In Ixelles (Brussels), the memorial monument for the Armenian Genocide was defaced with hateful symbols and accusations. This outrage was committed the day after the commemorations of the genocide on Sunday 24 April.
With no doubt, the symbols point in the direction of the far-right, Turkish ultra-nationalist and violent Gray Wolves movement. The monument was smeared with an insult that is clearly legible in the photo and three crescent moons.
This action can only be interpreted as an expression of hostility and an attempt to intimidate Belgians of Armenian descent. Most of them come from families who were victims of the genocide. Indeed, the denial of the Armenian Genocide is the most common expression of strong anti-Armenian prejudice spread and supported in Belgium and elsewhere by leading figures of the Turkish Republic and by associations and representatives of the people closely associated with it.
The text of the graffiti on the monument also seems to indicate “Fuck Paylan”. Garo Paylan is an Armenian Member of Parliament in the Turkish parliament and is regularly targeted by nationalists in this country.
In the name of serene society and the fight against all forms of racism, the Committee of the Armenians of Belgium called on prominent figures and associations to be vigilant against this particular form of incitement to hatred, which consists in ignoring the genocide of Armenians and prejudices that arise from it.
The Kurdish community of Belgium, also victim of hate crimes on a regular basis, stands in solidarity with the Armenian community. This intimidation should not discourage the Armenians. They have the historical right on their side, and must continue to repeat the story of this 1915 tragedy until justice is served for the victims of the genocide and their relatives. We Kurds support them in this. Starting by taking a critical look at our own history, recognizing the part of the Kurds and making sure that this can never happen again. Kurdish tribal leaders who served in the Ottoman army have allowed themselves to be abused. Deceived by Islamism and bribed with promises of spoils of war, they attacked and chased away their Armenian neighbors. Not realizing that the same Young Turkish officers would do the same to the Kurdish tribes 10 years later.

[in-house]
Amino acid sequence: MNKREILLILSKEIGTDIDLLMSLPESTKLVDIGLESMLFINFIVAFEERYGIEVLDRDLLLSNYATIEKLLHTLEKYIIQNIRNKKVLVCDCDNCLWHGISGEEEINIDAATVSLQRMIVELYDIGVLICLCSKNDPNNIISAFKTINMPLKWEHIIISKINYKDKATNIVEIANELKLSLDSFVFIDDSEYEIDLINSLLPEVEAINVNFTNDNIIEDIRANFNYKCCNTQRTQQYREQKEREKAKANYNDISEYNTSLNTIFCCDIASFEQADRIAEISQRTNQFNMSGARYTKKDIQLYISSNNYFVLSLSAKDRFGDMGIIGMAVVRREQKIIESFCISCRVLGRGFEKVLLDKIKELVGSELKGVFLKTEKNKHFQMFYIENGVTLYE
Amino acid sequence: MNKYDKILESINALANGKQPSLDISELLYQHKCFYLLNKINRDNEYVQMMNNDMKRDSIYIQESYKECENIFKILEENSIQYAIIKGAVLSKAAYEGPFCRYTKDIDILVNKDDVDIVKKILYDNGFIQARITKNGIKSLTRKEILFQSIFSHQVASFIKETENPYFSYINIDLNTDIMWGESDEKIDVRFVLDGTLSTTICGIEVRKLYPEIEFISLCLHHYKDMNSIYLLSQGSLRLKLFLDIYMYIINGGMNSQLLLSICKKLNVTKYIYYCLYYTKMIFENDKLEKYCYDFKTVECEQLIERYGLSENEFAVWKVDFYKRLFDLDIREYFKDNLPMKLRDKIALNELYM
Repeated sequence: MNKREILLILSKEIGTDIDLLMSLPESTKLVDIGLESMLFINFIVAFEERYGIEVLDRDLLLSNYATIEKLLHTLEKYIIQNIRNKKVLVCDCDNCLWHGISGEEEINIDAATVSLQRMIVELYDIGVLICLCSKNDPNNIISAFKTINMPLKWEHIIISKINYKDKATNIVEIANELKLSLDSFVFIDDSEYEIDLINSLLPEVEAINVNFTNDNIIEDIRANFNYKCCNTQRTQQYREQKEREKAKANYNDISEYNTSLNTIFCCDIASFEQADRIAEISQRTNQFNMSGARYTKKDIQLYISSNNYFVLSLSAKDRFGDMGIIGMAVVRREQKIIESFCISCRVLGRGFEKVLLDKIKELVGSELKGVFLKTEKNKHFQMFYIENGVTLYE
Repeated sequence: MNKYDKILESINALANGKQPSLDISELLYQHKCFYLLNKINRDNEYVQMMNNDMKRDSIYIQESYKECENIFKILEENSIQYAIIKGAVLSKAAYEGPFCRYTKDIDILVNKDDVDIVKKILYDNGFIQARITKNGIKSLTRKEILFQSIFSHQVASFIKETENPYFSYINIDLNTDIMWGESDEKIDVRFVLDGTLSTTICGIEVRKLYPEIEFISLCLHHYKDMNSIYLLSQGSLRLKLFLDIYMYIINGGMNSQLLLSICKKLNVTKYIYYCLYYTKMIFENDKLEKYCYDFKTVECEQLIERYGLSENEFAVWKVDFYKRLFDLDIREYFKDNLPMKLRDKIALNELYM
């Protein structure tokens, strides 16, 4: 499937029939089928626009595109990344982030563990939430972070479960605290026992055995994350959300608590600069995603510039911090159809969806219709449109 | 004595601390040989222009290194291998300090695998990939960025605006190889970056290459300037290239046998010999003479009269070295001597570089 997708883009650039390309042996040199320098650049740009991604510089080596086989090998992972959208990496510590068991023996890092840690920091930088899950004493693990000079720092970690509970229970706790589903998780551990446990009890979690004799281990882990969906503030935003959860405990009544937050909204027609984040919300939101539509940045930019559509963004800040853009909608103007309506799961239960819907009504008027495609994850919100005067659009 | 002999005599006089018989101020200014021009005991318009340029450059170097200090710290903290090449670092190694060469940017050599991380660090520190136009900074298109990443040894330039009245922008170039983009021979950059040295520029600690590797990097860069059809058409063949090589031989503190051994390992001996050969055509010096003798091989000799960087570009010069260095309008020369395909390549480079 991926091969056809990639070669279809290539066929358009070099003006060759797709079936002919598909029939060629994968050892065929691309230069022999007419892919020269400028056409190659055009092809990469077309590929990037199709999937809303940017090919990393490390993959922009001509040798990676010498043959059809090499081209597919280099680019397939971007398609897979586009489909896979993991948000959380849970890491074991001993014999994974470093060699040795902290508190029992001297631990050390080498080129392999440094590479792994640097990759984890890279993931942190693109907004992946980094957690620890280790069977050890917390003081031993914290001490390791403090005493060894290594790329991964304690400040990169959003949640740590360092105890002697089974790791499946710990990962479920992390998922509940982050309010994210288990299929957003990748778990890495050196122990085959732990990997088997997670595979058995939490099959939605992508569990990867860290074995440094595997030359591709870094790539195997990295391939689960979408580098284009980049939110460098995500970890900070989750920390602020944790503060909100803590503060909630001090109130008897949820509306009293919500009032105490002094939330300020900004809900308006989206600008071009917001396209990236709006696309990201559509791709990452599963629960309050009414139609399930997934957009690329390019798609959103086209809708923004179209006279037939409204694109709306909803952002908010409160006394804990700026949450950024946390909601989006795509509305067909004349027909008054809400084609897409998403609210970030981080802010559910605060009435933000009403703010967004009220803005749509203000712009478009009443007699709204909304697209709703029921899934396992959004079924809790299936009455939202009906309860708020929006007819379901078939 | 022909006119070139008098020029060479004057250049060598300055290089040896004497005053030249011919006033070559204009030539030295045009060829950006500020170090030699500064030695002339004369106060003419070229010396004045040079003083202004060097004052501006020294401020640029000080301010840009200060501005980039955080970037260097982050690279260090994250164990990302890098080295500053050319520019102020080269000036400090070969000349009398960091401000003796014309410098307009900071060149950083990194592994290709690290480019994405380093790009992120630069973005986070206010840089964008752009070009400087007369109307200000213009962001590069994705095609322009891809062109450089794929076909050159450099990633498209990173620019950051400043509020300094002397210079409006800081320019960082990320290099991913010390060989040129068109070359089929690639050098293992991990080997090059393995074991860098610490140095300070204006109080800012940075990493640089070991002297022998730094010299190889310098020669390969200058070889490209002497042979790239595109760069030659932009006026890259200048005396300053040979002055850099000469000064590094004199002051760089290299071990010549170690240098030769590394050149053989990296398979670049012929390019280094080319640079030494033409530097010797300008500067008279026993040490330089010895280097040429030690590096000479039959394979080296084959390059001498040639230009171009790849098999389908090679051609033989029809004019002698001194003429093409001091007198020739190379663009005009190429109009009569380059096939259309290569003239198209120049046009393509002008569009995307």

Now, 100 years later, there is a strong liberating and emancipating Kurdish movement that is learning from this history and trying to build an alternative society.
Please find below a more comprehensive point of view from the Kurdish community, supported by both NAVBEL and the Kurdish Institute.